His longest ride was with a family who took him 881 miles to San Bernardino, California. They were moving with everything they owned in two cars, one driven by the parents and the other by their grown son.
“There was one catch; I had to share the front seat with a huge dog in a non-air-conditioned car with windows open and New Delhi temperatures outside,” he wrote. “But who cared.”
Their first stop was a small town near El Paso. The family went to a motel while Shergill asked the sheriff for a night’s stay, as was common for single men traveling on a very tight budget. The sheriff let him stay the night in the office and brought him a home-cooked breakfast the next morning.
The next night, in Casa Grande, Arizona, Shergill was at another police station, filling out a form before picking out which cell to sleep in. The officer noticed his middle name, Singh, and told Shergill there were many Singhs nearby, including the biggest cotton farmer in the area. That night, the Singhs invited Shergill to dinner at the local country club and to sleep in their guest house.
Shergill made it to Seattle in September 1960 after traveling about 16,400 miles and spending $18, the equivalent of about $180 today.
The Journey Continues
The head of the UW foreign students’ office housed and fed him and encouraged him to drop the geography Ph.D. program in favor of broadcast communications. The best program was at Western State college, now Western Washington University. So, Shergill came to Western, excited about this burgeoning field.
After a successful graduate career at Western, Shergill planned to work with a motion picture company at the 1962 World’s Fair. But his professor told him he wouldn’t sign the letter allowing Shergill to pursue labor as an immigrant, and that he should go back to India now that his studies were over.
Not one to be easily rebuffed, Shergill went to the dean of men, C.W. “Bill” McDonald, who signed the letter and wished him well. Shergill got the job and worked out of an equipment room at the base of the Space Needle, documenting the World’s Fair. But the bitterness of that professor’s refusal stuck with him, and he thought about it years later when he learned about Bellingham’s history of Ku Klux Klan activity and the 1907 riot to expel Sikh lumber mill workers.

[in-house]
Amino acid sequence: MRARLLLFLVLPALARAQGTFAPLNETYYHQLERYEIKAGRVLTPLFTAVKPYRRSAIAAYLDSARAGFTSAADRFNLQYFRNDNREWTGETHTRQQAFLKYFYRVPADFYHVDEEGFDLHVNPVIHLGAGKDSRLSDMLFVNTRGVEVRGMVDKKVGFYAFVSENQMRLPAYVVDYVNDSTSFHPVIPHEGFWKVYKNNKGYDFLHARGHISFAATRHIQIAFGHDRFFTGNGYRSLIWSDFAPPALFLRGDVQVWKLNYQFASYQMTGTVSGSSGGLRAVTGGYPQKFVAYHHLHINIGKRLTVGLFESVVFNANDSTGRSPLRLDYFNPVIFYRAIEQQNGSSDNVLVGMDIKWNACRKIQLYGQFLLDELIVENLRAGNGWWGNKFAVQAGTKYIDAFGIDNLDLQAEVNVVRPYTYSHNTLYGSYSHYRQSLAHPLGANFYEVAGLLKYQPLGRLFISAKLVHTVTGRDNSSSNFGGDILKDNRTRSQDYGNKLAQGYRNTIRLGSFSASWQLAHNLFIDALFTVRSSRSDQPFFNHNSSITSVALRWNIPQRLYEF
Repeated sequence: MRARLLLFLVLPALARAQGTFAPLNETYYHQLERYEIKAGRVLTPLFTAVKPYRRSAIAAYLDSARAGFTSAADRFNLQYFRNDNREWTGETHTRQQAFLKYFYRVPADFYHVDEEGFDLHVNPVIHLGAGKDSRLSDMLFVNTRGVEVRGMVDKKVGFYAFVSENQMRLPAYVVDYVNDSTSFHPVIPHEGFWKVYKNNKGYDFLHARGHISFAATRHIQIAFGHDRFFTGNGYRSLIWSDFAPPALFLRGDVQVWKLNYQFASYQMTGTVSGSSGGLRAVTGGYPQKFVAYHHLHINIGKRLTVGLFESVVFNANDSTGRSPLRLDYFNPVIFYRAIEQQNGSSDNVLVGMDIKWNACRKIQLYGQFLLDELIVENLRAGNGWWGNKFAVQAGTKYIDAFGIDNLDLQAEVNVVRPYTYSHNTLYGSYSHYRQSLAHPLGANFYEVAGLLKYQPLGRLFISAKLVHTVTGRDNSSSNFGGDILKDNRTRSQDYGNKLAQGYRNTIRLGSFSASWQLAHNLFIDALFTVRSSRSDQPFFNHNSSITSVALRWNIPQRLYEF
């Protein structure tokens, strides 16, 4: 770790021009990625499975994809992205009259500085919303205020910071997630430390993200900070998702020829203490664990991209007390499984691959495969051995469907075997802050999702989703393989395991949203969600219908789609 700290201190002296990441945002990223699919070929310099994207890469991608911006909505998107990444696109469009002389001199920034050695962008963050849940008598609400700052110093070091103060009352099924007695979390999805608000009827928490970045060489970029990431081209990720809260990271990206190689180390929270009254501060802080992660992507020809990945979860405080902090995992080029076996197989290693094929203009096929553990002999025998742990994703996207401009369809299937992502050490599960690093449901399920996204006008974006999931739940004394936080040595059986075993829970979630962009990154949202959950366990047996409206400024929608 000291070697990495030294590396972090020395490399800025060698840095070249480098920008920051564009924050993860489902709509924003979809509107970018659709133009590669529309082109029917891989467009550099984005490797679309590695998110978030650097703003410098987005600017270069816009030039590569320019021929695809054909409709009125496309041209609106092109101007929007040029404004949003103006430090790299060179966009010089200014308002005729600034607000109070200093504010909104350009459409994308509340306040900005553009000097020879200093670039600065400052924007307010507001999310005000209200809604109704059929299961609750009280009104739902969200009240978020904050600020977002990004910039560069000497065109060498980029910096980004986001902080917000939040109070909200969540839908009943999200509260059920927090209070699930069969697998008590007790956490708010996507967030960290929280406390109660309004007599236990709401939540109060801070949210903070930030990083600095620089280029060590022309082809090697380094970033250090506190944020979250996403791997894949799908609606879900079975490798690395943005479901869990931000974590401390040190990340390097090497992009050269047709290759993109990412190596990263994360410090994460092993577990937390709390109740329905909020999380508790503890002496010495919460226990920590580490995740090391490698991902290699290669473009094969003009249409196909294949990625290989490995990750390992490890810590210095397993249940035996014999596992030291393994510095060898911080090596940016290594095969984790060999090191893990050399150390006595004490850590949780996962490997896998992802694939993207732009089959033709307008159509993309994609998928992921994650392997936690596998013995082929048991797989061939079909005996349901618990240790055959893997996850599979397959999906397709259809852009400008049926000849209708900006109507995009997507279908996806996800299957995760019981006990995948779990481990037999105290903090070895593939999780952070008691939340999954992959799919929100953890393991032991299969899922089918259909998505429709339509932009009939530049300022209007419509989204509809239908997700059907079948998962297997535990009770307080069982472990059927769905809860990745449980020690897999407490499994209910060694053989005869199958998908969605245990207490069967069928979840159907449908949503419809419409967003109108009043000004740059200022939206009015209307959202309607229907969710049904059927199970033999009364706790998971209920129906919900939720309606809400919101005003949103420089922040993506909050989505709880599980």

In 1962, Shergill applied to immigrate to Canada, which had recently opened its borders to non-white people with skills in demand. Shergill was turned down flat, but he called the Immigration Minister’s Office in Ottawa, which sent him the paperwork he needed. He spent the next several years working in education all over Canada, both as a teacher and as an administrator.
Despite trouble breaking into the predominately white, tight-knit power structure of school administration, Shergill was a leader involved in establishing North Island College on Vancouver Island, advocating for the new campus while serving on a task force selecting locations for new community colleges. He also completed the feasibility study and served as the college’s first administrator. But after a well-connected British immigrant was hired as the college’s permanent leader instead of Shergill, who felt he was better qualified, he quit education and left Canada.
Shergill and his wife, Narinder, and their children settled in California where he had a successful real estate business. He publishes the Sikh Bulletin, which he started in 1999 to advocate reform of Sikhism, and served as editor for many years before retiring.
When Shergill learned that Sabah Randhawa—who grew up in Pakistan in the same region as Shergill’s hometown—was president of Western, he decided he would financially support Western and other universities that had touched him, his siblings and their children. He established endowments not only at WWU but at Sacramento State University, University of Calgary, and B.C.’s Douglas College and North Island College. At Western, the fund will support a student who is a single parent, at the request of Narinder, formerly a single mother.
Today, Shergill lives in California with Narinder and close to their three children, who visit and spend time with him regularly. Now 89, he still travels and stays active in the Sikh community, but his days hitching rides with families, soldiers, cotton farmers and humongous dogs are well behind him.
Photos of clothing courtesy of the Smithsonian National Museum of American History.